Phil Jackson told ESPN’s Jackie MacMullan in a story published Monday that he doesn’t care whether the New York Knicks play the triangle offense, so long as they play a discernible and successful “system of basketball.” That wasn’t all he said that raised eyebrows.
In a wide-ranging interview that also saw the 11-time NBA champion coach and current Knicks team president say he hadn’t voted in a U.S. presidential election since 1980, call Mike Conley’s $30 million-a-year free-agent contract with the Memphis Grizzlies “almost insane,” and say he included an opt-out clause after this season as a hedge against having to stay in New York in the event of a lockout, Jackson also said he found this summer’s divorce between Pat Riley and Dwyane Wade “surprising” … and, in the process, dragged LeBron James into the fray:
JM: You, [Gregg] Popovich and Pat Riley are the most decorated coaches of your generation. What separates Riley?
PJ: Pat has a terrific sense of what he wants to do. Now that I’m president, I have to read all this stuff about the league. Usually it’s ‘delete, delete, delete.’ But I noticed there was something about D-Wade and Pat’s communication breaking down the other day. I wondered about that. I found it surprising.
JM: It all started when LeBron left, right? Could you have ever imagined Earvin Johnson leaving Riley, or Michael Jordan leaving you?
PJ: It had to hurt when they lost LeBron. That was definitely a slap in the face. But there were a lot of little things that came out of that. When LeBron was playing with the Heat, they went to Cleveland and he wanted to spend the night. They don’t do overnights. Teams just don’t. So now (coach Erik) Spoelstra has to text Riley and say, ‘What do I do in this situation?’ And Pat, who has iron-fist rules, answers, ‘You are on the plane, you are with this team.’ You can’t hold up the whole team because you and your mom and your posse want to spend an extra night in Cleveland.
I always thought Pat had this really nice vibe with his guys. But something happened there where it broke down. I do know LeBron likes special treatment. He needs things his way.
The four-time NBA Most Valuable Player, three-time champion and Cleveland Cavaliers superstar made it clear Tuesday morning that he didn’t much care for Jackson using the term “posse” to describe his inner circle:
LeBron on Phil Jackson: "I had nothing but respect for him as a coach …"
Q: "Had respect?"
Q: "Until now?"
— Dave McMenamin (@mcten) November 15, 2016
LeBron James says he’s lost his respect for Phil Jackson, and had some more strong words for him. pic.twitter.com/n7vZXenSwC
— Jordan Heck (@JordanHeckFF) November 15, 2016
James spoke at some length on the topic at the Cavs’ Tuesday shootaround, according to Chris Fedor of cleveland.com:
“I’ve been in the league for 14 years and from the beginning, two years in, I felt like I wanted to put my guys in positions of power, five of those guys an opportunity to better themselves and in the beginning we were highly criticized and I was highly criticized about what I wanted to do to help some guys around me become very successful in business,” James said. “It just sucks that now at this point having one of the biggest businesses you can have both on and off the floor, having a certified agent in Rich Paul, having a certified business partner in Maverick Carter, that’s done so many great business, that the title for young African-Americans is the word ‘posse.'”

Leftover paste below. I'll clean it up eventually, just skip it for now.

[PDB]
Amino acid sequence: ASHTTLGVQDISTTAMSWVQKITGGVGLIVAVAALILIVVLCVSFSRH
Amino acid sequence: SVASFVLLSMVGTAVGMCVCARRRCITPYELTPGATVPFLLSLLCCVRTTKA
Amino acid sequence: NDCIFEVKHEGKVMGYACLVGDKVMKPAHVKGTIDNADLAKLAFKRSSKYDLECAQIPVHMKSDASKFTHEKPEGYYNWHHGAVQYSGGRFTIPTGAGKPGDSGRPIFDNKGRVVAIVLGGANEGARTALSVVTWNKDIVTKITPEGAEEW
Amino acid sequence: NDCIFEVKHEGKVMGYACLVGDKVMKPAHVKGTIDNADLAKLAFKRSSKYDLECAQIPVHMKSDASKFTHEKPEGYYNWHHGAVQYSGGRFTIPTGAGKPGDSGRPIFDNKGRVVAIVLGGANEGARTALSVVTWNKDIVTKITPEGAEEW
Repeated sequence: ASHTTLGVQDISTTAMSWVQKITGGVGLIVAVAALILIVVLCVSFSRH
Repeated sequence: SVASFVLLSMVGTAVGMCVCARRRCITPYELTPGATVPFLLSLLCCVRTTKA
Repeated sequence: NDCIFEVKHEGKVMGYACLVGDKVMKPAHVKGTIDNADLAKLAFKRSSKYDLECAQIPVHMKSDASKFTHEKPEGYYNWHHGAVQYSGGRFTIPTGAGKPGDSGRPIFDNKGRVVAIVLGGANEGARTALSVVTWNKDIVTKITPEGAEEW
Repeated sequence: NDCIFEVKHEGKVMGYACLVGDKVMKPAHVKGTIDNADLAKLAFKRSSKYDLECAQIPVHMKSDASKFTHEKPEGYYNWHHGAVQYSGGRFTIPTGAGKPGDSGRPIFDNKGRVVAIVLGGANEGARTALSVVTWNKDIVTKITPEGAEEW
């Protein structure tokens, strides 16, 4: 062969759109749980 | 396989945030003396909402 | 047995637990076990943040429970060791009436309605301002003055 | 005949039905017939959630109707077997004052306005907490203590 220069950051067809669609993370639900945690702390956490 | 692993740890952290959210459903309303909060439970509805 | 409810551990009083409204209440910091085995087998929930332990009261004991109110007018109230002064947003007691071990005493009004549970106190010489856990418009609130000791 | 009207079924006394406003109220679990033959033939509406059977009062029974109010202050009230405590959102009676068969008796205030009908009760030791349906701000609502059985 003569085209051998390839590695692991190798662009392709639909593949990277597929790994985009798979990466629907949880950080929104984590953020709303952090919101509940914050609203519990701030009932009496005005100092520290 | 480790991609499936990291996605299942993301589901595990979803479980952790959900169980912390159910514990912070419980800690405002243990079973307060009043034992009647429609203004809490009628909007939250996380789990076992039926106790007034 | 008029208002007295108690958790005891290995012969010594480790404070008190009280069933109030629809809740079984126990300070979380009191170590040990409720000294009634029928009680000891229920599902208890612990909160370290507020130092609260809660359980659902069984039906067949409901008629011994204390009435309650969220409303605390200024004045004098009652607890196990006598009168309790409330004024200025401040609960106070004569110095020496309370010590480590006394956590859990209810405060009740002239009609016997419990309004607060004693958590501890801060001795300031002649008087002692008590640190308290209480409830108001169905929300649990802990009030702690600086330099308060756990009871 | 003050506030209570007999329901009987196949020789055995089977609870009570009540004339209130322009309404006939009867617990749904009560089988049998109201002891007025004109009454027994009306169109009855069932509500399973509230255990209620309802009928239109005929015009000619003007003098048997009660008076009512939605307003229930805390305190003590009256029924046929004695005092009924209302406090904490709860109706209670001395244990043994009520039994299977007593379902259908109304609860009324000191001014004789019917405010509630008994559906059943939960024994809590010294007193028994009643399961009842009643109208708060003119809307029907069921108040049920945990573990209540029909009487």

“We see the success that we have but then there is always someone that lets you know still how far we still have to go as African-Americans and I don’t believe that Phil Jackson would have used that term if he was doing business with someone else and working with another team or if he was working with anybody in sports that was owning a team that wasn’t African-American and had a group of guys around them that didn’t agree with what they did, I don’t think he would have called them a posse.”
ESPN.com’s Dave McMenamin has more from James:
“But it just shows how far we have to go. But it won’t stop us from doing what we need to do as a group. I’ve put together a great team, I’ve empowered some guys since I was a kid and we’ve all grown together and become one of the people that try to model after, so we’re not going to let Phil Jackson’s comments stop us from doing what we need to do. It just gives us extra motivation. But it’s still sad, though, to see that people at the top always want to try to put guys in power down.” […]
“It’s not surprising,” James said. “If [Jackson] says it out to the media, you can only imagine what he says when the camera is not on him or the headset or whatever you guys record on. Just got a lot more work to do.” […]
“I’ve tried to put my guys in position to where they can walk in a meeting and go places and they don’t need me because they got to a point where they’ve done their homework, they’ve studied on what they want to do and they can hold a meeting without me because of the respect that they have and the knowledge they have. That’s just 12 years of hard work and dedication that we put to each other. I know Phil’s in a position of power in our sport, but to criticize me and my guys over that is nonsense. But whatever. It’s going to be a story and that’s cool.”
James’ comments came after Carter, his former high school basketball teammate and longtime business partner, spoke up about the matter on Monday night:
— Maverick Carter (@mavcarter) November 14, 2016
Let me be clear I'm not saying @PhilJackson11 is racist,, I'm calling out his disrespectful language